Last year, Breitbart News reported that a number of high-level eBay employees and contractors had been charged with a cyberstalking terror campaign by federal authorities. Now the targets of the stalking campaign have spoken publicly about their ordeal.
A recent report from the Boston Globe titled “‘It has to be known what was done to us’: Natick couple harassed by eBay tell their story for the first time,” outlines the story of David and Ina Steiner, who were targeted and stalked by former eBay executives for publishing an online e-commerce newsletter that was critical of the Silicon Valley company. In June of 2020, Breitbart News reported on the situation.
Now, the Steiner’s have spoken out about the campaign of terror they faced. The first incident took place in June of 2019, when the name “Fidomaster” was spray-painted across the couple’s fence. The name refers to an anonymous commenter on their newsletter who was often critical of eBay. A few months later things began to escalate.
The Boston Globe reports:
From the Steiners’ point of view, not much happened for a few weeks after the graffiti. But on Aug. 8, 2019, they found their inboxes filling up with dozens of e-mail newsletters they hadn’t signed up for, ranging from Heather’s Irritable Bowel Syndrome News and The Satanic Temple to more disturbing fare featuring pornography and bondage. At the same time, a new Twitter account started bombarding Ina Steiner with expletive-laden taunts, she said.
Days later they received a call from a taxidermy and animal parts shop in Arizona requesting further information about the fetal pig they had allegedly ordered. The Steiners had, of course, never ordered the fetal pig. Disconcerted by the series of events they decided to call the Natick police, who sent an officer to their house to take a report.
As the officer was leaving, he noticed a package by the door. When opened it contained a bloody pig mask, the same one worn by the serial killer Jigsaw in the popular “Saw” horror movie series. Again, the Steiners had not ordered this item.
The Twitter abuse continued to escalate and even more bizarre deliveries arrived, the couple said. One day it was a book for David called “Grief Diaries: Surviving Loss of a Spouse.” Ina said she Googled the return address of another package, and when she discovered the sender was called Carolina Biological Supply Co., she feared they might need to call a hazmat team. A call to the company revealed the package was filled with live spiders and fly larvae; they turned it over to the police.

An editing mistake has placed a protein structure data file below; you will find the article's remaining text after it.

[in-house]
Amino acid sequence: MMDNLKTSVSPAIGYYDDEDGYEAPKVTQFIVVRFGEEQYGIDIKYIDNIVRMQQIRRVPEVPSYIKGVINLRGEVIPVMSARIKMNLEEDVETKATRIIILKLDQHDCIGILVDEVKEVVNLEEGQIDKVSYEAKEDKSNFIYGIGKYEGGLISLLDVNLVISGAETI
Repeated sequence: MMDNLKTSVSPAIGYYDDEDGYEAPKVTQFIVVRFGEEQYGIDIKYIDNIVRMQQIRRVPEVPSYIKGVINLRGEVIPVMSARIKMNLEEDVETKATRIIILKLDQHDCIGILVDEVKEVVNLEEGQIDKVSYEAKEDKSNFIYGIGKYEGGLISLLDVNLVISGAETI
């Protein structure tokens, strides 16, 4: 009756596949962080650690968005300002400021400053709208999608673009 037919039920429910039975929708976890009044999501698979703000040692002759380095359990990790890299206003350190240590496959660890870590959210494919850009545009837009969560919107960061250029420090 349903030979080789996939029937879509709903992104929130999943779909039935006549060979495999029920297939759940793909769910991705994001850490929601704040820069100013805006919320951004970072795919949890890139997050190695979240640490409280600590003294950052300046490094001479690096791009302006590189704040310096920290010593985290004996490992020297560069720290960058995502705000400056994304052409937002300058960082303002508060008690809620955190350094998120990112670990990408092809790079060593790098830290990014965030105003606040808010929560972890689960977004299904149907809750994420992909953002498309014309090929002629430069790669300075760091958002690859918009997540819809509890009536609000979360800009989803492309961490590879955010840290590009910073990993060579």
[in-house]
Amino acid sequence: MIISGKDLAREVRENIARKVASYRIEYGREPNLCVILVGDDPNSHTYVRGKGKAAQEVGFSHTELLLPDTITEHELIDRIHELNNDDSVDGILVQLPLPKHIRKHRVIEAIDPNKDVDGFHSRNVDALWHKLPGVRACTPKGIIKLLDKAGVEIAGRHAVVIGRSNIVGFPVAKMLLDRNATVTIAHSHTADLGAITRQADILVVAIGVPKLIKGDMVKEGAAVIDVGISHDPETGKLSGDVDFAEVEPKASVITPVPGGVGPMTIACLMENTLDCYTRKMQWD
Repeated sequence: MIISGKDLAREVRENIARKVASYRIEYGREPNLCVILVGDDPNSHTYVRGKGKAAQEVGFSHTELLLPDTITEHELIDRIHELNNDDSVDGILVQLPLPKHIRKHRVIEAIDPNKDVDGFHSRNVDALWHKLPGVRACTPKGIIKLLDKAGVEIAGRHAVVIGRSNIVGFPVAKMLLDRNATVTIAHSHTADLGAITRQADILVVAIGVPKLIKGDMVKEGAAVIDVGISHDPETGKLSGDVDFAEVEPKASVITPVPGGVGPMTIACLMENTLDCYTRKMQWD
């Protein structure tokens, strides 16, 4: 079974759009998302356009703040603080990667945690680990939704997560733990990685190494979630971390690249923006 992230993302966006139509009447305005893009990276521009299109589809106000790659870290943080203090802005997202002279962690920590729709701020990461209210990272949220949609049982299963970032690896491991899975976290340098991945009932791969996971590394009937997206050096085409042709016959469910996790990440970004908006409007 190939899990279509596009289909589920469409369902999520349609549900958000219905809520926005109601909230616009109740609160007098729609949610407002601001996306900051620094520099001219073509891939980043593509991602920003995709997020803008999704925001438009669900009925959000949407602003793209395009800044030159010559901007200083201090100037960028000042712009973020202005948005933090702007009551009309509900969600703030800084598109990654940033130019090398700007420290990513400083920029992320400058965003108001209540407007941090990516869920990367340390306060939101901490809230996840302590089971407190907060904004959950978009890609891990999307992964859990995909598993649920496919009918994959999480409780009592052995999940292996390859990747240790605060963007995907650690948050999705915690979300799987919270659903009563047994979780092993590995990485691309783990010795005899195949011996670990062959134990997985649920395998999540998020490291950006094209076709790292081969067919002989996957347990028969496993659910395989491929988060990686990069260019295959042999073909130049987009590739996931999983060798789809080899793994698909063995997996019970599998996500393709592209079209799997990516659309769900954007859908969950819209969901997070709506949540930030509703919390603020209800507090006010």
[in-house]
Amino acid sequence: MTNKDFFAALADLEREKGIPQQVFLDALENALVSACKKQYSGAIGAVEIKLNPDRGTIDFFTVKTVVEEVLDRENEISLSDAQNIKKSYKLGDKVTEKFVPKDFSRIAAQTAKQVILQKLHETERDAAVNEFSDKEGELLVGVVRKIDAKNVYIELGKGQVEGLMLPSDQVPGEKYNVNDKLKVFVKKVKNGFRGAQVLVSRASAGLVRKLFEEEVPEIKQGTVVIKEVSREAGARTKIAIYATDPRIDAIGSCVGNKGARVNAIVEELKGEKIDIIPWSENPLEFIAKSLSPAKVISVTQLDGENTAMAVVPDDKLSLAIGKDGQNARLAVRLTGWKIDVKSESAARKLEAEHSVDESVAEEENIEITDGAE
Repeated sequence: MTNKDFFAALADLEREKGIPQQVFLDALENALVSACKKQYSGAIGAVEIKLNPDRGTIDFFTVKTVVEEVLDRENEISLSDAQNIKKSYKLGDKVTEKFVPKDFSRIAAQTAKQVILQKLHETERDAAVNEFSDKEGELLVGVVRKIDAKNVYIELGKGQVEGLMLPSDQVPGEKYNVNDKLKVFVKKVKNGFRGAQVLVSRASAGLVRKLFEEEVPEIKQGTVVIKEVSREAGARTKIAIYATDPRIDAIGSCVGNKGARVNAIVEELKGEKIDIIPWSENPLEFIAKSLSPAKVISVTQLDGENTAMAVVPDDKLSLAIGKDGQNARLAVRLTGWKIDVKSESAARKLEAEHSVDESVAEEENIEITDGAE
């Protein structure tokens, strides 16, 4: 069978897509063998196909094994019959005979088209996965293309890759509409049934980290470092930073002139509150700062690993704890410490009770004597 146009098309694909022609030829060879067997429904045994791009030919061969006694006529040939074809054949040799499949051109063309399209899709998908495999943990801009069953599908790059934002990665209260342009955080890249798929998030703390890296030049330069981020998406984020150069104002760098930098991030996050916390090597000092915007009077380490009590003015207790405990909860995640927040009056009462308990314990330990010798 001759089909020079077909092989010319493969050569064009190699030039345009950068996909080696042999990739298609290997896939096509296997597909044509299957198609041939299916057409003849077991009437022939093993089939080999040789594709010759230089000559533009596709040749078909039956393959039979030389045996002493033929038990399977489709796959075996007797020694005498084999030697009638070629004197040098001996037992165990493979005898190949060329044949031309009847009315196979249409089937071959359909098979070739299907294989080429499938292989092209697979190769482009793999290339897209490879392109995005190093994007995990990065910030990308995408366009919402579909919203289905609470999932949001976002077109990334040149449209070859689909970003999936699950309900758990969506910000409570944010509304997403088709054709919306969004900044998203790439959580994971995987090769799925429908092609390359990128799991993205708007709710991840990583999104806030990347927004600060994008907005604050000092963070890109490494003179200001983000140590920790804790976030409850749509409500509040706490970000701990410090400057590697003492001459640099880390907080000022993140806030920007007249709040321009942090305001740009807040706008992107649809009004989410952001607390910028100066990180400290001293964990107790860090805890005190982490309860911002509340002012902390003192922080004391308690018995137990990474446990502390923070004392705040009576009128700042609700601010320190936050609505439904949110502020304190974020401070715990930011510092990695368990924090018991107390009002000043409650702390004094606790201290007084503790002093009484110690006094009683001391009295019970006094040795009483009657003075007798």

In August, things took an even darker turn as a number of eBay contractors flew to Boston and rented two vehicles. They planned to attach a tracking device to the Steiners’ car but were unable to as the vehicle was parked in the couple’s garage. But soon, the couple began to notice strange vans driving past, ofter with out-of-state license plates.
But the next day the team returned. David Steiner was up on a ladder installing one of several new security cameras he’d purchased, while Ina handed him tools out of a second-floor window. Suddenly, Ina saw a dark-colored Dodge Caravan driving up their street. “Black van, New York plates,” she told David as the vehicle drove past. “We felt in danger, we felt like targets,” Ina said.
After weeks of noticing strange cars driving by, David Steiner had seen enough. He decided to drive to the grocery store knowing that he would likely be followed. Steiner was correct and a silver SUV began to trail him shortly after he began his journey downtown.
David parked near the local police station and waited with his phone camera ready. As the SUV droved past him he photographed the vehicle and its passengers. David brought the photos and SUV license plate to the police who quickly traced it back to an eBay contractor staying at the local Ritz-Carlton Hotel.
Since then, six former eBay employees and contractors were charged by federal prosecutors. eBay apologized to the Steiners and claims to have conducted an internal investigation that ended with the termination of all employees charged by the government, as well as the company’s communication chief Steve Wymer who was not charged by authorities.
eBay’s former CEO Devin Wenig was also found to have made “inappropriate communications” towards the Steiners but it was determined he was not aware of the harassment and stalking. Wenig was allowed to resign from eBay in September 2019 with a generous compensation package worth $57 million, although eBay has said that the Steiner harassment campaign was a “consideration” in his departure.
The first official sentencing in the case was made in July when Philip Cooke, the former senior manager of Security Operations for eBay’s Global Security Team, was sentenced to 18 months in prison. Following the sentencing, David Steiner told the Globe: “Sometimes in the past two years, I haven’t been able to recognize myself, but I woke up feeling great today.”
The Steiners have taken a civil suit against eBay in an attempt to gain a better understanding of why they were so heavily targeted and to receive compensation for the stress they endured due to the harassment conducted by eBay’s employees. Ina Steiner commented: “The reason we’re suing is we don’t want it to happen to anybody else. It has to be known what was done to us.”
Read more at the Boston Globe here.
Lucas Nolan is a reporter for Breitbart News covering issues of free speech and online censorship. Follow him on Twitter @LucasNolan or contact via secure email at the address firstname.lastname@example.org